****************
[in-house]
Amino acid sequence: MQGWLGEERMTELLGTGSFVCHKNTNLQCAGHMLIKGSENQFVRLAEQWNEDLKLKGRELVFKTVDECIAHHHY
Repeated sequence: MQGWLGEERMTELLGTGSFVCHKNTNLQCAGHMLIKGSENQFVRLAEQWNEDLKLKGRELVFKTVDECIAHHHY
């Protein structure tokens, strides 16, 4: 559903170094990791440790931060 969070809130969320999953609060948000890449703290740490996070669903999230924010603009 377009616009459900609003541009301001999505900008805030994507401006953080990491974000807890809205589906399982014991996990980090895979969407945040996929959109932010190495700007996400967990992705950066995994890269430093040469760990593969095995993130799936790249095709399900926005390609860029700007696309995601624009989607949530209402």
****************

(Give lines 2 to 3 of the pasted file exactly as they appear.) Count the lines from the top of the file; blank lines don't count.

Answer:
Amino acid sequence: MQGWLGEERMTELLGTGSFVCHKNTNLQCAGHMLIKGSENQFVRLAEQWNEDLKLKGRELVFKTVDECIAHHHY
Repeated sequence: MQGWLGEERMTELLGTGSFVCHKNTNLQCAGHMLIKGSENQFVRLAEQWNEDLKLKGRELVFKTVDECIAHHHY